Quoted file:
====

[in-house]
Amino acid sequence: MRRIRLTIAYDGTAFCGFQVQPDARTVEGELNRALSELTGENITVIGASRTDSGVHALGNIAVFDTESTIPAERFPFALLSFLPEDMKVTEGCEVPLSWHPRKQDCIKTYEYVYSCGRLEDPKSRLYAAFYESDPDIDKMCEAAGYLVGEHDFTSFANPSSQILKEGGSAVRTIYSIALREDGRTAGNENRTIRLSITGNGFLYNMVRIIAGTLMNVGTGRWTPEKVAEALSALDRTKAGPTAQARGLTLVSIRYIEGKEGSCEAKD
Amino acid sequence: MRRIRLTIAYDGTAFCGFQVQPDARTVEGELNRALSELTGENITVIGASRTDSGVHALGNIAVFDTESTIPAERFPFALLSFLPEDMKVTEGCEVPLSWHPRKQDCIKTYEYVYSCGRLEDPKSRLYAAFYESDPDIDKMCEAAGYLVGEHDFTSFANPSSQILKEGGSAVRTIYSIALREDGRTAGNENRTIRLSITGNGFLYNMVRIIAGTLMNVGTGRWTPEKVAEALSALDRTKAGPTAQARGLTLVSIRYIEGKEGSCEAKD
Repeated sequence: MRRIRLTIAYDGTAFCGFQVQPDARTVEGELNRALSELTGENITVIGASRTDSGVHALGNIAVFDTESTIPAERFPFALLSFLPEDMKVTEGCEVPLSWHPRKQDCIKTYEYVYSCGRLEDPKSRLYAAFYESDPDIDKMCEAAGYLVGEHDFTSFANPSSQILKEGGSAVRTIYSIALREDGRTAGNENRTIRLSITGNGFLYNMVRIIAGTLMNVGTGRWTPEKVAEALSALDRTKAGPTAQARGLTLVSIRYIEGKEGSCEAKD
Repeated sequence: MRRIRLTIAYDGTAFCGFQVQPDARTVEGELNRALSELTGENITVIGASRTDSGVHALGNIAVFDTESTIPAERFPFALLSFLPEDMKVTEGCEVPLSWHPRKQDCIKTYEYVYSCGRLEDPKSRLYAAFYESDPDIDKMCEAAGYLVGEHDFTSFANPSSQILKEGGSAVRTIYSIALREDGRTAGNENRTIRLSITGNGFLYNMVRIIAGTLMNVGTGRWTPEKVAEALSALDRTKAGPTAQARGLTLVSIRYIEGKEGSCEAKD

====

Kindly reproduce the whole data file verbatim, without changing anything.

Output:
[in-house]
Amino acid sequence: MRRIRLTIAYDGTAFCGFQVQPDARTVEGELNRALSELTGENITVIGASRTDSGVHALGNIAVFDTESTIPAERFPFALLSFLPEDMKVTEGCEVPLSWHPRKQDCIKTYEYVYSCGRLEDPKSRLYAAFYESDPDIDKMCEAAGYLVGEHDFTSFANPSSQILKEGGSAVRTIYSIALREDGRTAGNENRTIRLSITGNGFLYNMVRIIAGTLMNVGTGRWTPEKVAEALSALDRTKAGPTAQARGLTLVSIRYIEGKEGSCEAKD
Amino acid sequence: MRRIRLTIAYDGTAFCGFQVQPDARTVEGELNRALSELTGENITVIGASRTDSGVHALGNIAVFDTESTIPAERFPFALLSFLPEDMKVTEGCEVPLSWHPRKQDCIKTYEYVYSCGRLEDPKSRLYAAFYESDPDIDKMCEAAGYLVGEHDFTSFANPSSQILKEGGSAVRTIYSIALREDGRTAGNENRTIRLSITGNGFLYNMVRIIAGTLMNVGTGRWTPEKVAEALSALDRTKAGPTAQARGLTLVSIRYIEGKEGSCEAKD
Repeated sequence: MRRIRLTIAYDGTAFCGFQVQPDARTVEGELNRALSELTGENITVIGASRTDSGVHALGNIAVFDTESTIPAERFPFALLSFLPEDMKVTEGCEVPLSWHPRKQDCIKTYEYVYSCGRLEDPKSRLYAAFYESDPDIDKMCEAAGYLVGEHDFTSFANPSSQILKEGGSAVRTIYSIALREDGRTAGNENRTIRLSITGNGFLYNMVRIIAGTLMNVGTGRWTPEKVAEALSALDRTKAGPTAQARGLTLVSIRYIEGKEGSCEAKD
Repeated sequence: MRRIRLTIAYDGTAFCGFQVQPDARTVEGELNRALSELTGENITVIGASRTDSGVHALGNIAVFDTESTIPAERFPFALLSFLPEDMKVTEGCEVPLSWHPRKQDCIKTYEYVYSCGRLEDPKSRLYAAFYESDPDIDKMCEAAGYLVGEHDFTSFANPSSQILKEGGSAVRTIYSIALREDGRTAGNENRTIRLSITGNGFLYNMVRIIAGTLMNVGTGRWTPEKVAEALSALDRTKAGPTAQARGLTLVSIRYIEGKEGSCEAKD